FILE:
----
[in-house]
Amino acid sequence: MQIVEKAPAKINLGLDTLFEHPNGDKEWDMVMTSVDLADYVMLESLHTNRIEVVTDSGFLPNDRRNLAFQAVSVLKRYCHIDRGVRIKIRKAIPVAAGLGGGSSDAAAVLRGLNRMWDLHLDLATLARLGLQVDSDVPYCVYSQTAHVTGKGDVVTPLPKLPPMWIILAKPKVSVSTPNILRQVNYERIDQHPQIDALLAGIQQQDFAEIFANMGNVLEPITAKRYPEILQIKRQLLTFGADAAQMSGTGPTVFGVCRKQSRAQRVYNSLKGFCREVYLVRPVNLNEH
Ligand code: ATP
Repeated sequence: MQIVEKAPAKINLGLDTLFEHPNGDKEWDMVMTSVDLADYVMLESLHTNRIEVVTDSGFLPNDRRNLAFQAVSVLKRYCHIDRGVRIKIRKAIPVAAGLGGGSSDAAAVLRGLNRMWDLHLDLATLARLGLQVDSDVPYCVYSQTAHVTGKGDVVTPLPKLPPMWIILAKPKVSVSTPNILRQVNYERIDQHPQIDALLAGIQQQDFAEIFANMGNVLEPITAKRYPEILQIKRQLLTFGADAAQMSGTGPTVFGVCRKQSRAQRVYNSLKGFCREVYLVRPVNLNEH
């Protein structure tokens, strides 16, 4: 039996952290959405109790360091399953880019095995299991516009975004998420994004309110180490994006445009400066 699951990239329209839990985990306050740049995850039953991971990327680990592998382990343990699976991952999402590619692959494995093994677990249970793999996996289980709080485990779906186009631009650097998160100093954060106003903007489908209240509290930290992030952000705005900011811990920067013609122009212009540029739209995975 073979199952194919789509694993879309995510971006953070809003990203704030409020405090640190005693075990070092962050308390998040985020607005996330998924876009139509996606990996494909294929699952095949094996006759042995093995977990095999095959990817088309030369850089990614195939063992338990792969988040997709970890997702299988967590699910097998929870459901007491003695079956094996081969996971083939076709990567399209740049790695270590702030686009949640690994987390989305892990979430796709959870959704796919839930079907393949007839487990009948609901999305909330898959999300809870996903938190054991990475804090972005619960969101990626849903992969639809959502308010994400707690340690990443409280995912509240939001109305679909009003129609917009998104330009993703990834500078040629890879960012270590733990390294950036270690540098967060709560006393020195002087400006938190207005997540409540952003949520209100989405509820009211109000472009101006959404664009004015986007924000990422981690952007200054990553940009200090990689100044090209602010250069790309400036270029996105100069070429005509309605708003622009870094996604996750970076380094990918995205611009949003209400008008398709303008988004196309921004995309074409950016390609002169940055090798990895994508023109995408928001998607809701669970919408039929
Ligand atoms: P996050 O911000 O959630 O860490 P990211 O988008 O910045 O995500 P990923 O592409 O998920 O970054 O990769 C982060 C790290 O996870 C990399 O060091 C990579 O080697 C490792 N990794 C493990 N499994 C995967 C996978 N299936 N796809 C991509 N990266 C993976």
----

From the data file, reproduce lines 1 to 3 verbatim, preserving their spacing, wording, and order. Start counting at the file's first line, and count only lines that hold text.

[in-house]
Amino acid sequence: MQIVEKAPAKINLGLDTLFEHPNGDKEWDMVMTSVDLADYVMLESLHTNRIEVVTDSGFLPNDRRNLAFQAVSVLKRYCHIDRGVRIKIRKAIPVAAGLGGGSSDAAAVLRGLNRMWDLHLDLATLARLGLQVDSDVPYCVYSQTAHVTGKGDVVTPLPKLPPMWIILAKPKVSVSTPNILRQVNYERIDQHPQIDALLAGIQQQDFAEIFANMGNVLEPITAKRYPEILQIKRQLLTFGADAAQMSGTGPTVFGVCRKQSRAQRVYNSLKGFCREVYLVRPVNLNEH
Ligand code: ATP